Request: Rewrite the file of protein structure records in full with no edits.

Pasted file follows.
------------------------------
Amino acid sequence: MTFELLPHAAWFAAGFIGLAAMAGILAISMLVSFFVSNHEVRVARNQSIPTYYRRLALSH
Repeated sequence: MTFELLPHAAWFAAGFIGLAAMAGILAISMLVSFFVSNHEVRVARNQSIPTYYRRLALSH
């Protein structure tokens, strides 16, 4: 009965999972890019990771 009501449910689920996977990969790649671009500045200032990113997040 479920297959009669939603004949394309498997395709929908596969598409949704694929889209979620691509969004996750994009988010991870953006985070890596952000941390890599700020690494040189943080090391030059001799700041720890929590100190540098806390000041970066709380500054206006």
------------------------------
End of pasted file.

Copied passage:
Amino acid sequence: MTFELLPHAAWFAAGFIGLAAMAGILAISMLVSFFVSNHEVRVARNQSIPTYYRRLALSH
Repeated sequence: MTFELLPHAAWFAAGFIGLAAMAGILAISMLVSFFVSNHEVRVARNQSIPTYYRRLALSH
């Protein structure tokens, strides 16, 4: 009965999972890019990771 009501449910689920996977990969790649671009500045200032990113997040 479920297959009669939603004949394309498997395709929908596969598409949704694929889209979620691509969004996750994009988010991870953006985070890596952000941390890599700020690494040189943080090391030059001799700041720890929590100190540098806390000041970066709380500054206006």